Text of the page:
A high status burial in a lead-lined coffin dating back to Roman times.
Photo Credit: HS2<p>While these ancient people moved away from Wellwick Farm before the Romans invaded, a large portion of the area was still used for ritual burials for high-status members of society, Wood told Live Science. The ceremonial burial site included a circular ditch (about 60 feet across) at the center, and was a bit of a distance away from the ditch where the (suspected) murder victim was uncovered. Additionally, archaeologists found an ornately detailed grave near the sacred burial site that dates back to the Roman period, hundreds of years later when the original Bronze Age burial site would have been overgrown.</p><p>The newer grave from the Roman period encapsulated an adult skeleton contained in a lead-lined coffin. It's likely that the outer coffin had been made of wood that rotted away. Since it was clearly an ornate burial, the occupant of the grave was probably a person of high status who could afford such a lavish burial. However, according to Wood, no treasures or tokens had been discovered. </p>
Sacred timber circle<img type="lazy-image" data-runner-src="https://assets.rebelmouse.io/eyJhbGciOiJIUzI1NiIsInR5cCI6IkpXVCJ9.eyJpbWFnZSI6Imh0dHBzOi8vYXNzZXRzLnJibC5tcy8yMzUzMTk0Ny9vcmlnaW4uanBnIiwiZXhwaXJlc19hdCI6MTY2MDAwOTQ4Mn0.eVJAUcD0uBUkVMFuMOPSgH8EssGkfLf_MjwUv0zGCI8/img.jpg?width=1245&coordinates=0%2C149%2C0%2C149&height=700" id="9de6a" class="rm-shortcode" data-rm-shortcode-id="ee66520d470b26f5c055eaef0b95ec06" data-rm-shortcode-name="rebelmouse-image" alt="An aerial view of the sacred circular monument." data-width="1245" data-height="700" />
An aerial view of the sacred circular monument.
Photo Credit: HS2<p>One of the most compelling archaeological discoveries at Wellwick Farm are the indications of a huge ceremonial circle once circumscribed by timber posts lying south of the Bronze Age burial site. Though the wooden posts have rotted away, signs of the post holes remain. It's thought to date from the Neolithic period to 5,000 years ago, according to Wood.</p><p>This circle would have had a diameter stretching 210 feet across and consisted of two rings of hundreds of posts. There would have been an entry gap to the south-west. Five posts in the very center of the circle aligned with that same gap, which, according to Wood, appeared to have been in the direction of the rising sun on the day of the midwinter solstice. </p><p>Similar Neolithic timber circles have been discovered around Great Britain, such as one near <a href="https://bigthink.com/culture-religion/stonehenge-sarsens" target="_blank">Stonehenge</a> that is considered to date back to around the same time. </p>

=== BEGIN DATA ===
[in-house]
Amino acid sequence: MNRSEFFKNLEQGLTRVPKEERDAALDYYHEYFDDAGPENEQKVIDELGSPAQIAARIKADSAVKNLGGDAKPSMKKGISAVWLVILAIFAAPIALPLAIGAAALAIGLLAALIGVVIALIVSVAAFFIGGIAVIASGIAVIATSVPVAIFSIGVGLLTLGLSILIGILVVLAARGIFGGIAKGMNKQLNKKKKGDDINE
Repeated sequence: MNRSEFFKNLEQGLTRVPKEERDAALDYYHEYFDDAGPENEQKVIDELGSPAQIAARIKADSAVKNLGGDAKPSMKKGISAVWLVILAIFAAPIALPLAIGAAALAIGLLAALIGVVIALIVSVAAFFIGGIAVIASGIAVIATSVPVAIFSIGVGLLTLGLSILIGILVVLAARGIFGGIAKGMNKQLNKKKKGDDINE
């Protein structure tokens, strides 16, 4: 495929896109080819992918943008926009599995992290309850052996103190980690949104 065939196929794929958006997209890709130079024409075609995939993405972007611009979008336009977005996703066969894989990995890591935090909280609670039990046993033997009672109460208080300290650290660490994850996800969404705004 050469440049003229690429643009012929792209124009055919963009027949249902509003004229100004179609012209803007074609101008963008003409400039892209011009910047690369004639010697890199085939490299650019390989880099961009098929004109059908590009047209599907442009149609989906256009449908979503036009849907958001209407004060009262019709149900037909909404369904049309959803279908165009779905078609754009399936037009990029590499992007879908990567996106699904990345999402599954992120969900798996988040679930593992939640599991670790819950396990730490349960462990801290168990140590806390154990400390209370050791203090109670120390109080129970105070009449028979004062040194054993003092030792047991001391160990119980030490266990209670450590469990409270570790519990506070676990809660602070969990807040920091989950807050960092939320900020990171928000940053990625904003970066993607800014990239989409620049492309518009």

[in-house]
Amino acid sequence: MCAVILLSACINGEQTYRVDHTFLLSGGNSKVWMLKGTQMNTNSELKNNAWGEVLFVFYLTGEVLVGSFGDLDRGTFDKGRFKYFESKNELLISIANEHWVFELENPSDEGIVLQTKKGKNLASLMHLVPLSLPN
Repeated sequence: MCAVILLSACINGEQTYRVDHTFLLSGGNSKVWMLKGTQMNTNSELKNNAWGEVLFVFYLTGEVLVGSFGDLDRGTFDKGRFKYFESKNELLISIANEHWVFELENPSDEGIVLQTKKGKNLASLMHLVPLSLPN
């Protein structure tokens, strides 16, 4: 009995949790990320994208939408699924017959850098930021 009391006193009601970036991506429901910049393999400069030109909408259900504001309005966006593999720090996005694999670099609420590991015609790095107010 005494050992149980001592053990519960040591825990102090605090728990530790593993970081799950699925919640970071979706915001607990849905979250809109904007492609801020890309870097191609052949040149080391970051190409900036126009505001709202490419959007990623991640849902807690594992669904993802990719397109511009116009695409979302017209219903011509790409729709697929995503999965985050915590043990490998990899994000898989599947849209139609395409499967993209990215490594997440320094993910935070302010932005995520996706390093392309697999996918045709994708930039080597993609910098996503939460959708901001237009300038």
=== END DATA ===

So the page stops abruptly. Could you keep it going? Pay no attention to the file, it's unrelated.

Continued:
Research reveals a new evolutionary feature that separates humans from other primates.
- Researchers find a new feature of human evolution.
- Humans have evolved to use less water per day than other primates.
- The nose is one of the factors that allows humans to be water efficient.
A model of water turnover for humans and chimpanzees who have similar fat free mass and body water pools.
Credit: Current Biology
Being skeptical isn't just about being contrarian. It's about asking the right questions of ourselves and others to gain understanding.
- It's not always easy to tell the difference between objective truth and what we believe to be true. Separating facts from opinions, according to skeptic Michael Shermer, theoretical physicist Lawrence Krauss, and others, requires research, self-reflection, and time.
- Recognizing your own biases and those of others, avoiding echo chambers, actively seeking out opposing voices, and asking smart, testable questions are a few of the ways that skepticism can be a useful tool for learning and growth.
- As Derren Brown points out, being "skeptical of skepticism" can also lead to interesting revelations and teach us new things about ourselves and our psychology.